The Kate Steinle verdict will please few, and be manipulated by many

 In U.S.
The acquittal of Jose Ines Garcia Zarate in a San Francisco courtroom on Thursday will bring joy to few and pain to many. That’s the trouble with the rule of law: It doesn’t always offer comfort or satisfaction. When dispensed properly, justice is an utterly dispassionate force.

On a summer evening in 2015, Garcia Zarate, a homeless immigrant living in the country illegally, unwrapped a cloth object under a bench on a San Francisco pier. Inside the cloth was a gun that had been stolen days before.

Some moments after Garcia Zarate’s inauspicious discovery, a 32-year-old woman who had been walking along the pier lay dying in her father’s arms. “Help me, dad,” Kathryn Steinle said, in what would be her last words. Garcia Zarate, a Mexican national deported five times, was arrested for her killing, which prosecutors claimed had been intentional. Defense attorneys argued that the fatal bullet, which ricocheted off the pier’s concrete surface before hitting Steinle, had been fired by accident, launched from the barrel of an overly-sensitive weapon.

When Donald Trump was on the campaign trail, he alluded to Steinle in his diatribes against illegal immigration. If Garcia Zarate wasn’t exactly a cartel boss, he did have a lengthy arrest record. “This is an absolutely disgraceful situation and I am the only one that can fix it,” Trump said several days after Steinle’s death. “Nobody else has the guts to even talk about it. That won’t happen if I become president.”

Anyone who showed up to Garcia Zarate’s trial in the San Francisco Hall of Justice, however, would have encountered no philippics about open borders, nor any passionate orations about the Statue of Liberty. Issues of immigration, or Garcia Zarate’s criminal record, were not admissible in Judge Samuel Feng’s courtroom. There was only one question: Did he mean to fire that gun?

I went to trial one day — and promptly fell asleep. The testimony was about trigger pulls. There was also talk of ballistics. It was dull stuff, but inspiring for that exact reason. Whatever verdict the jury ultimately reached, I knew this was how it was supposed to work: a cool competition between facts, not a heated ideological battle.

Garcia Zarate struck me less as a murderer than a wastrel. The jury apparently agreed. After nearly six days of deliberations, Garcia Zarate was acquitted on both murder and manslaughter charges. He will, however, face prison time for felony possession of a weapon. When that sentence is through, he will presumably be deported to Mexico for the sixth time.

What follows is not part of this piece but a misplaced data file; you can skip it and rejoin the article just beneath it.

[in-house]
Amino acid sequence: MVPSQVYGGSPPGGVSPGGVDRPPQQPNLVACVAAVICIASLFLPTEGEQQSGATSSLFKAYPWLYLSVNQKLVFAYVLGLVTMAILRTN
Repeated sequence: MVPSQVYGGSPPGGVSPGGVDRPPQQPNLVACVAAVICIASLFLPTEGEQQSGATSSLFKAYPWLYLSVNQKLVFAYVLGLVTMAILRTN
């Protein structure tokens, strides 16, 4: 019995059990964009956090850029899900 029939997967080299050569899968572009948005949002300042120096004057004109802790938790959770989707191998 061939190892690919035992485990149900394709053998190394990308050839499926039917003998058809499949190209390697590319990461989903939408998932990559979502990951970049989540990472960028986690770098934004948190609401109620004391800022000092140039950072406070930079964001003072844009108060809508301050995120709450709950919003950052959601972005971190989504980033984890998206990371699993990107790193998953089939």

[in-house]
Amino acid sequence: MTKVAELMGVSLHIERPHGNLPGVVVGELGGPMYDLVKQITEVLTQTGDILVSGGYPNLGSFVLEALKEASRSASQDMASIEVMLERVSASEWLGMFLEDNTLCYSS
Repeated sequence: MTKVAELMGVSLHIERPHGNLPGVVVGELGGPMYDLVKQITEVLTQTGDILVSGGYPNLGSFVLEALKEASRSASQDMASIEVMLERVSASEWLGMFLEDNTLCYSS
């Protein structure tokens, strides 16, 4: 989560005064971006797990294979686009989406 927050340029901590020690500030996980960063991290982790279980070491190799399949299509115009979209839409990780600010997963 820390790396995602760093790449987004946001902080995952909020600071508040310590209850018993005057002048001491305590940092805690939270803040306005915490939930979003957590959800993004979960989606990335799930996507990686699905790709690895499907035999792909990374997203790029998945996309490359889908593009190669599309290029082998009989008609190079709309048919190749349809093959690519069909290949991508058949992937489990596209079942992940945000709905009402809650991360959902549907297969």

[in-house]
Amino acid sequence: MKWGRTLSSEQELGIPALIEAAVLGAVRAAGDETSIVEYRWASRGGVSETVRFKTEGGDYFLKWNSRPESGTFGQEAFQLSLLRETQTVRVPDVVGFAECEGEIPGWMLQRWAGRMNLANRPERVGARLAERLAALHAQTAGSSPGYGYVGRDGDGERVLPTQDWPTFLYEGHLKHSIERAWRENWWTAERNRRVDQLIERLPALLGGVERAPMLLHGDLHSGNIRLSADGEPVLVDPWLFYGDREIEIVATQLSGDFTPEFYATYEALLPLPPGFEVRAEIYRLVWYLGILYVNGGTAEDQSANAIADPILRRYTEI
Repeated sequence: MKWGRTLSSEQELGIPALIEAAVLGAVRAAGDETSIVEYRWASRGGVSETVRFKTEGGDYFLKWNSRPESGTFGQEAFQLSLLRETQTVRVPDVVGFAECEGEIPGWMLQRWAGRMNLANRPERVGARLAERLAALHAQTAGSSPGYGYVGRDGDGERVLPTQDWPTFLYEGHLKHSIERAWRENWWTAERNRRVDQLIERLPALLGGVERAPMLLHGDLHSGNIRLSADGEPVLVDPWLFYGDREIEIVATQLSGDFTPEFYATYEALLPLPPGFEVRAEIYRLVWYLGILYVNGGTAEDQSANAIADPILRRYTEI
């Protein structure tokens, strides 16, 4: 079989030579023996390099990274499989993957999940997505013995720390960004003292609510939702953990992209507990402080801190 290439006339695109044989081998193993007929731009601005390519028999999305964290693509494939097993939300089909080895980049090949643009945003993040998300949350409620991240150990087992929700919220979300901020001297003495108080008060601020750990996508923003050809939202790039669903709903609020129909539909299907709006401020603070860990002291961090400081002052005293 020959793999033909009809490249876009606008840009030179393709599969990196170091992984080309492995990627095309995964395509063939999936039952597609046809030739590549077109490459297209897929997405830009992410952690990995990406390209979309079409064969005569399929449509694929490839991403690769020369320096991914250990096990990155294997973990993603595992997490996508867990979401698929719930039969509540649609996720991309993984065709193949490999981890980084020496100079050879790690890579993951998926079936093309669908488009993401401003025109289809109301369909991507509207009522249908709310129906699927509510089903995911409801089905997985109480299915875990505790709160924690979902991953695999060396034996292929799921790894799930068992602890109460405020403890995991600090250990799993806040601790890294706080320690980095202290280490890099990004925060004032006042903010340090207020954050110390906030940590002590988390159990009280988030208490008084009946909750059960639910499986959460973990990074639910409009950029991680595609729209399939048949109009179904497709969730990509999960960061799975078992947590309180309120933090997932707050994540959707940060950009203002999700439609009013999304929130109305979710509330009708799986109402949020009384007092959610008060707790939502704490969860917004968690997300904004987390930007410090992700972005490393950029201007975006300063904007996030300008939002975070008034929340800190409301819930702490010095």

Outside the courtroom if not in it, the Garcia Zarate trial was about far more than the culpability of a single man. On trial with him were the “sanctuary” policies of cities such as San Francisco and Los Angeles, where local law enforcement are largely hindered from cooperating with federal immigration agents. If such a policy had not been in place, Garcia Zarate would have been turned over to Immigration and Customs Enforcement in the spring of 2015. Instead, he was released from a San Francisco jail. Two months later, Steinle was dead.

After the verdict was read, one of Garcia Zarate’s defense attorneys, Francisco Ugarte, deemed it “a day of vindication for the rest of immigrants.” It’s hard to agree, given that immigration wasn’t discussed at the trial. Nor had Garcia Zarate cast himself as a martyr for all those who’d made it through the deserts of Texas and Arizona. He wasn’t a Dreamer, he wasn’t a temporary worker toiling in the fields of South Carolina so that diners in Brooklyn can glory in organic heritage grains. He was his own man, in the most miserable way imaginable.

I asked the White House if President Trump had any comment on the Steinle verdict. Before any reply could come, a tweet materialized on my iPhone screen. “A disgraceful verdict in the Kate Steinle case!” Trump wrote on Twitter. “No wonder the people of our Country are so angry with Illegal Immigration.”

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